Generation17: Meet
Today’s Changemakers
and Global Leaders

How four visionaries, advocates and entrepreneurs are building a better tomorrow.

By 2030, we hope to unlock a healthier planet and a more just and peaceful society for all. That’s the plan for the 17 Global Goals, a universal blueprint for the world to address pressing global challenges including poverty, inequality, climate change, environmental degradation, and peace and justice.

With less than 10 years to act, Samsung has partnered with the United Nations Development Programme (UNDP) to magnify the voices, stories and ingenuity of young leaders who are hustling to deliver on these goals.

The inaugural cohort of Generation17 Young Leaders is a group of inspiring 23- to 30-year-old leaders dedicated to innovating for humanity and mobilizing global communities. To support the young activists, Samsung and UNDP will provide mentorship, technology and networking opportunities to advance their agendas and bring their stories to the forefront of change.

Máximo Mazzocco,
30, Argentina

“I told myself I was going to lead my own life to make the lives of others better. It’s the only way I know.”

As a teenager in Buenos Aires, Máximo wondered what he could do about his city's garbage problem. One day, he stopped wondering and started working on it. Máximo created a pamphlet on recycling and knocked on doors—teaching, persuading and rallying 400 families in his community around waste reduction.

He later created Eco House, a nonprofit inspired by the idea that small actions can add up to big changes. The group operates 30 programs and soon will be in 23 countries—advocating for the environment, teaching companies to recycle and compost, mobilizing youth and educating more than 70,000 children in Argentina, in addition to youth in many other countries.

Shomy Chowdhury, 26, Bangladesh

“We’re empowering young activists, giving them the skills to follow their passion and take action in their communities.”

Tragedy struck Shomy Chowdhury at age 20, when her mother died just a day after contracting diarrhea. The experience leveled Shomy, especially after learning that 1.5 million people die from diarrhea annually. Shomy gave her first presentation four days later on practising hygiene to prevent deadly disease.

Many presentations followed to sex workers, sanitation workers and others who are often marginalised and live in extreme poverty. Today, Shomy funnels her strength through Awareness 360, an organization she cofounded that now trains 1,500 young activists in 23 countries and has already reached more than 150,000 people.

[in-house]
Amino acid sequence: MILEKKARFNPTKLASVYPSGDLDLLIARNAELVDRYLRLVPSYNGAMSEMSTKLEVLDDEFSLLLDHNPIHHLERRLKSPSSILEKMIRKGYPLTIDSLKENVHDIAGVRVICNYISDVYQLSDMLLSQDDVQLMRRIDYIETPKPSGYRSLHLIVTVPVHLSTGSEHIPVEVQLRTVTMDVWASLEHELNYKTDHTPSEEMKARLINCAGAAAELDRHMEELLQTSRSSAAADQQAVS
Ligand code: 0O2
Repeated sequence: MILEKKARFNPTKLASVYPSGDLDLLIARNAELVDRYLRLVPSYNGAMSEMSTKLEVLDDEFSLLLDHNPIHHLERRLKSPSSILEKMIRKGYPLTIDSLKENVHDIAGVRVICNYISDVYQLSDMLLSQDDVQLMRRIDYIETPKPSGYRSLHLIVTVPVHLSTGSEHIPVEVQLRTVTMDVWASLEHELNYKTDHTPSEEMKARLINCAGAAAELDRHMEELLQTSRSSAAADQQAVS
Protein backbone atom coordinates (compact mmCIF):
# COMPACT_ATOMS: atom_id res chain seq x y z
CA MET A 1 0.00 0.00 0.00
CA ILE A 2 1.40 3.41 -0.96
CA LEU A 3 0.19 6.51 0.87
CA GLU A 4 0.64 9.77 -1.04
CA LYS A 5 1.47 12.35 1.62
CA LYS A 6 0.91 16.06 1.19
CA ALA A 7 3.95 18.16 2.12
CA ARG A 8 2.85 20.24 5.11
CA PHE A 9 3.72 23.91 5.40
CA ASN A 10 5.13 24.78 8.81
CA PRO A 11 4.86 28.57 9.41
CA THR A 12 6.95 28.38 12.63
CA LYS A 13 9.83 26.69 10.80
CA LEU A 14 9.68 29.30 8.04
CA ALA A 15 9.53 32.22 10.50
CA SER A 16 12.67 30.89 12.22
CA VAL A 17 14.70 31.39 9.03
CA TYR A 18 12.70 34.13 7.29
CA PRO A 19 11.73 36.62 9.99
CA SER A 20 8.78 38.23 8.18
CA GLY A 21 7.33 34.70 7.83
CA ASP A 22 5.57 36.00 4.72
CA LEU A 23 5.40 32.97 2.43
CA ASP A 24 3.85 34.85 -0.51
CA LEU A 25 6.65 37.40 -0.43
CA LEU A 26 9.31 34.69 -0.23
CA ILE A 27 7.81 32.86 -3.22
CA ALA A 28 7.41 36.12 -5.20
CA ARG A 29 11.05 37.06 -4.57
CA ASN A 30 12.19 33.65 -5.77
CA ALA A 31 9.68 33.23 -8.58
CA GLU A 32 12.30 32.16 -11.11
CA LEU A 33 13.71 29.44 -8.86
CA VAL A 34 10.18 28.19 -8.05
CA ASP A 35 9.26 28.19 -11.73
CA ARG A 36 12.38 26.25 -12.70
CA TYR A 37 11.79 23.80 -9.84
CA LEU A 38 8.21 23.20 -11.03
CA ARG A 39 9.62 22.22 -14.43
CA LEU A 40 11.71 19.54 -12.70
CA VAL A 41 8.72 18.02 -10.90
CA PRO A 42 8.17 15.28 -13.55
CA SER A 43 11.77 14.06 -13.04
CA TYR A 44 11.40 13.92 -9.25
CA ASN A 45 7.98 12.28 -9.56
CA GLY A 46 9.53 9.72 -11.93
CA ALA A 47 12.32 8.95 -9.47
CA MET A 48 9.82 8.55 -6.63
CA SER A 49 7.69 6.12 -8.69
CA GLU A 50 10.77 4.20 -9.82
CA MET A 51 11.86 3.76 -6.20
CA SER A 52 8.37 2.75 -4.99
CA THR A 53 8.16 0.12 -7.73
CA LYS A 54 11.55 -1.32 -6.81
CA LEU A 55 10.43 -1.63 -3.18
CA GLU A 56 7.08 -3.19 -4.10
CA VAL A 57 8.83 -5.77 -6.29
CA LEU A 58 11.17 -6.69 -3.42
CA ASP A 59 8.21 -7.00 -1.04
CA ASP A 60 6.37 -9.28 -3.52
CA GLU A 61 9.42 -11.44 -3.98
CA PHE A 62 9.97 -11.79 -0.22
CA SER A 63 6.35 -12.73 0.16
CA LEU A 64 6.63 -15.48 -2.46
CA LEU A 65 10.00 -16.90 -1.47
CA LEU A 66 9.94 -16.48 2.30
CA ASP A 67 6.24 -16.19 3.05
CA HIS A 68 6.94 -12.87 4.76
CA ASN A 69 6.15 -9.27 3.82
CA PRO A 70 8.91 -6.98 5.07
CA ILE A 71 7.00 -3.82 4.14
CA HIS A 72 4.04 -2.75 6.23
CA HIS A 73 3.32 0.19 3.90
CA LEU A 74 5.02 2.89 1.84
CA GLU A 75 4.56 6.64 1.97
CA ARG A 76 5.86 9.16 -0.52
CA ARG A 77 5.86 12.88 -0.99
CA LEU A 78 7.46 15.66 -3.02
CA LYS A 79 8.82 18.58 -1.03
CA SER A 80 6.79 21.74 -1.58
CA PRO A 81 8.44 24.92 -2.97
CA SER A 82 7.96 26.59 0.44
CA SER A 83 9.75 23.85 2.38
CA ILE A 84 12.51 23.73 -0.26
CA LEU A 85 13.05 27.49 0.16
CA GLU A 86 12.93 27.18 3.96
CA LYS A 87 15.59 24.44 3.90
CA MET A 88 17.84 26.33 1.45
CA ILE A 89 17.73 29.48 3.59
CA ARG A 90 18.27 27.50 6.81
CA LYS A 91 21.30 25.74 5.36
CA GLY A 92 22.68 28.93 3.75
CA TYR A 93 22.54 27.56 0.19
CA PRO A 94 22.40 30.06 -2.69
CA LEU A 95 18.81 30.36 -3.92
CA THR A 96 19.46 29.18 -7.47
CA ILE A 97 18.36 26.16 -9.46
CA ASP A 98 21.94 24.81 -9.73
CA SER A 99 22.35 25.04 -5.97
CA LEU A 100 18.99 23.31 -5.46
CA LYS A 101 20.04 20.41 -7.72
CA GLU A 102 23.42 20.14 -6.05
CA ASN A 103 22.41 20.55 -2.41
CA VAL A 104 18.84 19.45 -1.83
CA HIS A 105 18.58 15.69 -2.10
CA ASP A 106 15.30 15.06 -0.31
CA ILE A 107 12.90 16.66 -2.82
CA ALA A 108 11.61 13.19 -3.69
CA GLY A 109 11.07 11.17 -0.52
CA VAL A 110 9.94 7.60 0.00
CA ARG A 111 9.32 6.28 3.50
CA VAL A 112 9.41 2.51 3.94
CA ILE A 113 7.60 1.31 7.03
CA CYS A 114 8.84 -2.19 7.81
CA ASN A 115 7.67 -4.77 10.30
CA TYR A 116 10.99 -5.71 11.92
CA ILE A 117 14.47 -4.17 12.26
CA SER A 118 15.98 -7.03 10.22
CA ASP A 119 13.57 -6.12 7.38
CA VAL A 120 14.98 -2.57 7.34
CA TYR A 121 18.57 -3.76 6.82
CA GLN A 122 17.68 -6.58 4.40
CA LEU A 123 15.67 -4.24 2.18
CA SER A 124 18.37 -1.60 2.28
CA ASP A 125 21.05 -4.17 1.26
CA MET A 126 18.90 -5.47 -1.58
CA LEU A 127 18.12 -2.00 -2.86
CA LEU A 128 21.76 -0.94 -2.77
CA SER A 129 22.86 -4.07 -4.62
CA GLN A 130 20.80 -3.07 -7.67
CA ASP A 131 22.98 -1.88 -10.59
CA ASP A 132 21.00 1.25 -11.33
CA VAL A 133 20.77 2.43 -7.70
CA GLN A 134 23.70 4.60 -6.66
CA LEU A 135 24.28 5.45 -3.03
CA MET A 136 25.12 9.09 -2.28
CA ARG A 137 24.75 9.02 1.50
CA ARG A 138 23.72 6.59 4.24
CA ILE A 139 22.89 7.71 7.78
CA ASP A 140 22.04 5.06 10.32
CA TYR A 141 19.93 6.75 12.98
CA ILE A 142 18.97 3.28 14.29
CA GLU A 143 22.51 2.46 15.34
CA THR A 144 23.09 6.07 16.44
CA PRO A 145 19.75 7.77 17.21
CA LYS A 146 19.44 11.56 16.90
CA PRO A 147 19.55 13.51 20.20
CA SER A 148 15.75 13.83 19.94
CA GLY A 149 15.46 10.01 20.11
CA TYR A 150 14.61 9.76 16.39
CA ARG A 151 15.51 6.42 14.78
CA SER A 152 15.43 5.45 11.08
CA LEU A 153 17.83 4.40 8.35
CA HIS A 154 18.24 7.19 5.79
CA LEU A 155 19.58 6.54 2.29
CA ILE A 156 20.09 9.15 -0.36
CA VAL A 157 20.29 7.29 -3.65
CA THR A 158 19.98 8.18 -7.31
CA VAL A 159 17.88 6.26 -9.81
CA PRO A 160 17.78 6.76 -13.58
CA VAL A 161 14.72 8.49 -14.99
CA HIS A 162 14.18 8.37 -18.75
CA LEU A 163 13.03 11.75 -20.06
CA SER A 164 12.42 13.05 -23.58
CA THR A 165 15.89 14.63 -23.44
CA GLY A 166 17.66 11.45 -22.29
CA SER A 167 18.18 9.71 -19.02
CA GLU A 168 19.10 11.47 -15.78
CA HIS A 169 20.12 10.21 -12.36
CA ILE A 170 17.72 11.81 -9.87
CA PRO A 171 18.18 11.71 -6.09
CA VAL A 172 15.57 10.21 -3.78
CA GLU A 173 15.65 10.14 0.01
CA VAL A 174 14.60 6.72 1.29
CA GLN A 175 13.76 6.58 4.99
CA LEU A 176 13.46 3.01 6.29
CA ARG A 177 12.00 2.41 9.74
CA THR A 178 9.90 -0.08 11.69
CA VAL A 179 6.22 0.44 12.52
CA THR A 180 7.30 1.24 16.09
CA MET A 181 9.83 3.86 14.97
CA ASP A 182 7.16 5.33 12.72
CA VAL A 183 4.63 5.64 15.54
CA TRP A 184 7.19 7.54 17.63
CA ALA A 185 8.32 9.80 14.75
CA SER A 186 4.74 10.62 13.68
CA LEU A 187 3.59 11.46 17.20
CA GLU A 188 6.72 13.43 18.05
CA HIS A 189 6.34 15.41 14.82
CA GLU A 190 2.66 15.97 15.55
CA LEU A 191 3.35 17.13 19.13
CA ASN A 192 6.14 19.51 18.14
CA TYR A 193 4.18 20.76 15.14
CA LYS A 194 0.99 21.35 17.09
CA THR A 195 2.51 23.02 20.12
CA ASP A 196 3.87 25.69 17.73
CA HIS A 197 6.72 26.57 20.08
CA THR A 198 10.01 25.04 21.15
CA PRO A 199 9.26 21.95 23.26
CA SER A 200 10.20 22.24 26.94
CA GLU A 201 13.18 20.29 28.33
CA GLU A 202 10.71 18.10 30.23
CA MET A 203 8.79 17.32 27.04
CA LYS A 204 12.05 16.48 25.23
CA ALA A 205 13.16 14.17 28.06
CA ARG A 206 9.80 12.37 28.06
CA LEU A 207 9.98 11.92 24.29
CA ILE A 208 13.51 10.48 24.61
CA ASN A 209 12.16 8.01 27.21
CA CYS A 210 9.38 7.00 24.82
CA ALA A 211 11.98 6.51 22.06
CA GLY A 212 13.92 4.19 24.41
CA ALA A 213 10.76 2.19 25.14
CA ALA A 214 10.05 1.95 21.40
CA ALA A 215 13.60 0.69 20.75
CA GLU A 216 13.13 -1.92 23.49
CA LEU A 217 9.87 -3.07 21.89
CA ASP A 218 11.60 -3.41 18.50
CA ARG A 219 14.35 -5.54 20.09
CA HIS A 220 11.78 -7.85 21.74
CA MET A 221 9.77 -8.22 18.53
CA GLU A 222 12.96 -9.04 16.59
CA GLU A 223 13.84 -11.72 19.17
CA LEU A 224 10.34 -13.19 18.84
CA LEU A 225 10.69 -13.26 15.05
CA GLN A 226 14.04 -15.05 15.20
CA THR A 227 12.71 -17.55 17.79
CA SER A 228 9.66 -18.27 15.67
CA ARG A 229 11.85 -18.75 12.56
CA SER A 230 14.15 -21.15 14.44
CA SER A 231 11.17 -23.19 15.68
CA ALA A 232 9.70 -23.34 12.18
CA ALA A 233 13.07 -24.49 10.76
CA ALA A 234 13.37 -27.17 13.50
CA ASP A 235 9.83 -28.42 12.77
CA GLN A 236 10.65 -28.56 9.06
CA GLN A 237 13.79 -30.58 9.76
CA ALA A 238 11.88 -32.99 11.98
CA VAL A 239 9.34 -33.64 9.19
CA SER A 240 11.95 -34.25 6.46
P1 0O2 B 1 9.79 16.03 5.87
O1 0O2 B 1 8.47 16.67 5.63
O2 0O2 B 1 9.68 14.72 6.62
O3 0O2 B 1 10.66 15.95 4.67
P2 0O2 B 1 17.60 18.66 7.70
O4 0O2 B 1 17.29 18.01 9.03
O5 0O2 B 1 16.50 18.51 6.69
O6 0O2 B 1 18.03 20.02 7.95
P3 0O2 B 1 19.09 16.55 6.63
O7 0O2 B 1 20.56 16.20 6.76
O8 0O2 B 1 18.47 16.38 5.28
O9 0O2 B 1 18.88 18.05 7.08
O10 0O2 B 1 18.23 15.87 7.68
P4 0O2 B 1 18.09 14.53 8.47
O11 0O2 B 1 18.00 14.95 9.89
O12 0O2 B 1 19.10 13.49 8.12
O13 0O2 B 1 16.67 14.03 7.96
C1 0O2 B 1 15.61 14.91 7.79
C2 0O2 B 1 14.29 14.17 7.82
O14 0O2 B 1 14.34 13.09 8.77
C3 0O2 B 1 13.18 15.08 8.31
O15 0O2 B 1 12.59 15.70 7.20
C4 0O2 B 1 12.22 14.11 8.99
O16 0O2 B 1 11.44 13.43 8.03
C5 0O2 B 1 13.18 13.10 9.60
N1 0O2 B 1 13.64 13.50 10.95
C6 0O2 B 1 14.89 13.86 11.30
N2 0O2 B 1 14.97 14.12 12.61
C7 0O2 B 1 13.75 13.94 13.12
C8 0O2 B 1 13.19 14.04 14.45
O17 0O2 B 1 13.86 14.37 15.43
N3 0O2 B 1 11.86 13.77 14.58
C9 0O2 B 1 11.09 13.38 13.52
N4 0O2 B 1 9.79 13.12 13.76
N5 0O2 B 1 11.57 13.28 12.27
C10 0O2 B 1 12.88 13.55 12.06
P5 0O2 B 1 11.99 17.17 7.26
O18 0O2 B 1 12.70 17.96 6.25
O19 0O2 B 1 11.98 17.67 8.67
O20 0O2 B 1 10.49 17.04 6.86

Tafara Makaza, 24, Zimbabwe

“I think it’s my job, and the private sector’s job, to figure out how to break down these big problems into small problems we can tackle.”

When Tafara Makaza sees a problem, he can’t resist—he works relentlessly to solve it. Take intercity travel in Zimbabwe, where as a boy he’d walk miles to his father’s teaching job, or the lack of opportunity that drove his highly-educated mother to work abroad for a month at a time.

After arriving in the United States in 2017, Tafara discovered ride-sharing apps and realized how he could help drive change. He learned to code and eventually helped launch two apps in Africa for intercity travel and gig economy workers. Tafara now helps run both startups from his dorm at his university.

Sadya Touré, 23, Mali

“The Global Goals are very personal for me. I think they should be personal for everyone. And I think we can achieve them before 2030.”

Sadya Touré was subjected to female genital mutilation (FGM) at the age of four. And she has been on a mission of female empowerment ever since. At 13, she joined Mali’s National Parliament of Children, where she skipped school lunch to save money and travel to events promoting girls’ education.

Later, Sadya educated older, all-male village councils about FGM’s disastrous effects on women’s health, and founded an organization, Mali Musso, that provides full university scholarships, housing assistance and career training to girls from rural Mali. She is also a blogger and the author of Being an Ambitious Woman in Mali, a book about supporting the empowerment of women in Timbuktu and surrounding communities.

An illustration of a multicoloured tiled global map with an illustration overlay of a boy on his Galaxy device. There is a web of icons surrounding him that seem to indicate he is chatting with his community online regarding Global Goals. An illustration of a multicoloured tiled global map with an illustration overlay of a boy on his Galaxy device. There is a web of icons surrounding him that seem to indicate he is chatting with his community online regarding Global Goals.

Take the first step to join the young leaders in making the world
a better place

Learn about the 17 Goals, earn money and donate to your favorite cause. Whether it’s eliminating hunger, fighting inequality or cleaning up the planet—Galaxy users can download and use the Samsung Global Goals app­ to put their newfound knowledge into action.

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